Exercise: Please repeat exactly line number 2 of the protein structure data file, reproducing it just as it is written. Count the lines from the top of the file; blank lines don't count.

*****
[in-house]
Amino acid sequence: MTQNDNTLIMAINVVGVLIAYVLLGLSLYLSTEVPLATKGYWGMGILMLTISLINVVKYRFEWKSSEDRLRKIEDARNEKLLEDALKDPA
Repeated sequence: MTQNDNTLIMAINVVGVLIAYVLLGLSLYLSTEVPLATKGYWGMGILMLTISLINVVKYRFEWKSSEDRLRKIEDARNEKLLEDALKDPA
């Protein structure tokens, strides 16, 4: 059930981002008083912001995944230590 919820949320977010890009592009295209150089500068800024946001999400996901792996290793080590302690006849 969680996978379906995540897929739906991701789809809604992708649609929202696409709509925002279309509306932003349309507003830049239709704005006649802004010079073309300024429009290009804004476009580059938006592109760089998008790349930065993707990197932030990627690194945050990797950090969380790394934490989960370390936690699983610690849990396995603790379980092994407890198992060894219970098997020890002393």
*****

Amino acid sequence: MTQNDNTLIMAINVVGVLIAYVLLGLSLYLSTEVPLATKGYWGMGILMLTISLINVVKYRFEWKSSEDRLRKIEDARNEKLLEDALKDPA